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Court delay sought in $7B Obamacare subsidy case
Legal Business | 2017/05/20 09:03
Uncertainty over the future of health care for millions grew deeper Monday as insurers released a blueprint for stabilizing wobbly markets and the Trump administration left in limbo billions of dollars in federal payments.

At the federal courthouse, the administration and House Republicans asked appeals judges for a 90-day extension in a case that involves federal payments to reduce deductibles and copayments for people with modest incomes who buy their own policies. The fate of $7 billion in “cost-sharing subsidies” remains under a cloud as insurers finalize their premium requests for next year.

The court case is known as House v. Price. In requesting the extension, lawyers for the Trump administration and the House said the parties are continuing to work on measures, “including potential legislative action,” to resolve the issue. Requests for extensions are usually granted routinely.

Hours before the filing, a major insurer group released a framework for market stability that relies in part on a continuation of such subsidies.

The BlueCross BlueShield Association represents plans that are the backbone of insurance markets under the Affordable Care Act, or ACA, and would also be the mainstay with a Republican approach.

As the GOP-led Congress works on rolling back major parts of the Obama law, the BlueCross BlueShield plan called for:

Continued protections for people with pre-existing medical conditions and sustained federal funding to offset the cost of care for the sickest patients.

More leeway for states to experiment with health insurance benefits, with a basic floor of federal standards.

Preserving ACA consumer safeguards including no lifetime caps on benefits, no higher premium for women based on gender, and a requirement that insurers spend a minimum of 80 cents of every premium dollar on medical care.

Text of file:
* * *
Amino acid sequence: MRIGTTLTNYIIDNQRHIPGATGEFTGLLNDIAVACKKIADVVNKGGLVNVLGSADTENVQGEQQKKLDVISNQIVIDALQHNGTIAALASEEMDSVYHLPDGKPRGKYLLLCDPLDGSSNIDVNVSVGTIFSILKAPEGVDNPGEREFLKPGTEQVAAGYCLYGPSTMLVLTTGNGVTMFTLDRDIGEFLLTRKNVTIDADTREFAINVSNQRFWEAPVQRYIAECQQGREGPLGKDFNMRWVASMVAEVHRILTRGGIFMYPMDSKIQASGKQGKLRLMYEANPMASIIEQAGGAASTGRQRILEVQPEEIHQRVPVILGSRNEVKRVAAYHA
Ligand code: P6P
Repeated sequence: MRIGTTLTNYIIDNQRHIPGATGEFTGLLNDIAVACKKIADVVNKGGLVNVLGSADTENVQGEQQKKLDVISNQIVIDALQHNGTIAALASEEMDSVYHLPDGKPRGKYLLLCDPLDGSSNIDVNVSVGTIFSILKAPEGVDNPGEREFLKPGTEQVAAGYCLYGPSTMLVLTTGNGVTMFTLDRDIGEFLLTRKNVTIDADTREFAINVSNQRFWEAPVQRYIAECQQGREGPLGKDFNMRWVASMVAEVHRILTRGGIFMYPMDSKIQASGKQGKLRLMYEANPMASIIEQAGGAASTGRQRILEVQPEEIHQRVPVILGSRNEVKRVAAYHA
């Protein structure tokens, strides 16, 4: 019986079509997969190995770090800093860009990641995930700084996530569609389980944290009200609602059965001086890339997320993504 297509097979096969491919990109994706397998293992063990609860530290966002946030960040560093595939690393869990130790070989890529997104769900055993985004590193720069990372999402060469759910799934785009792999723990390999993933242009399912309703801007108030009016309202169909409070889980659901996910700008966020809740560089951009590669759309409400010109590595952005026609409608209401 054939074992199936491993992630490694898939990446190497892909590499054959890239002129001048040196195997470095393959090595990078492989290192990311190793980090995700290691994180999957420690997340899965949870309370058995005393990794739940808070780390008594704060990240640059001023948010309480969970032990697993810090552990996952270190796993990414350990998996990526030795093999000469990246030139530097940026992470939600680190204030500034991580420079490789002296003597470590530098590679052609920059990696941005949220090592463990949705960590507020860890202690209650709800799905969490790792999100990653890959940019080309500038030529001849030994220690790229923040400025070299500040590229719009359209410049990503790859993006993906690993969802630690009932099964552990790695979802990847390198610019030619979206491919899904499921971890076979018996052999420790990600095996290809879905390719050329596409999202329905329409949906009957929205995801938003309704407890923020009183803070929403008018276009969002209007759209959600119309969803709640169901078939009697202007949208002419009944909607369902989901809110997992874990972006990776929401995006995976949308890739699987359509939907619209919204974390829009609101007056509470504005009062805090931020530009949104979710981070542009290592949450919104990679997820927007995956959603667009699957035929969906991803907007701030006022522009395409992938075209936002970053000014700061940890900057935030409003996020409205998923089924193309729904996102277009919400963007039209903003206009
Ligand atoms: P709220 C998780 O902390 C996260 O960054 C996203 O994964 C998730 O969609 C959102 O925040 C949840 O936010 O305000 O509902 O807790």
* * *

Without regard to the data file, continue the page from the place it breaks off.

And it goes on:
Michigan Supreme Court Justice Young announces retirement
Legal Business | 2017/03/27 17:08
Michigan Supreme Court Justice Robert Young plans to retire and return to his former law firm.

A statement from the court says Young announced his plans Wednesday during a meeting with fellow Michigan Supreme Court justices. The 65-year-old says his retirement from the court is effective April 30 or earlier. He’s going back to the Dickinson Wright firm.

Young served three years on the Michigan Court of Appeals and 18 years on Michigan’s highest court, including six years as chief justice. Young says he’s proud of his accomplishments, including helping to reduce acrimony among the court.

He says in a statement “we proved that good people who may differ in their opinions can come together and accomplish important things for the people we serve — and we do it amicably.”




German court excludes Jewish brothers from Auschwitz trial
Legal Business | 2017/02/15 10:06
A German court has excluded two elderly Jewish American men from joining the trial of a 96-year-old former Auschwitz SS medic, because their mother was not killed in the death camp's gas chambers during the time covered in the indictment.

Hubert Zafke is charged with 3,681 counts of accessory to murder for a one-month period in 1944.

The Neubrandenburg state court said Tuesday it was excluding Walter and William Plywaski, of Boulder, Colorado, from joining the trial as co-plaintiffs, as allowed under German law for victims' relatives.

Their attorneys argue that Zafke was present for a longer period than covered by the indictment, and say they'll appeal.

The trial has been repeatedly delayed over the defendant's health and complaints from the co-plaintiffs the judges are biased.


Supreme Court delays New Jersey sports betting decision
Legal Business | 2017/01/12 23:50
The U.S. Supreme Court says it wants to hear more arguments before deciding whether to consider New Jersey's challenge to a federal sports betting ban. The court had been expected to announce a decision Tuesday.

Instead, it asked the U.S. solicitor general to weigh in. That could mean several more months before a decision is made. New Jersey is challenging a 1992 federal law that restricts sports betting to Nevada and three other states. The four major pro sports leagues and the NCAA sued to stop New Jersey in 2012.

New Jersey claims the federal law violates the Constitution by preventing states from repealing their own laws. Several states including Mississippi, West Virginia, Arizona, Louisiana and Wisconsin have joined New Jersey's effort.



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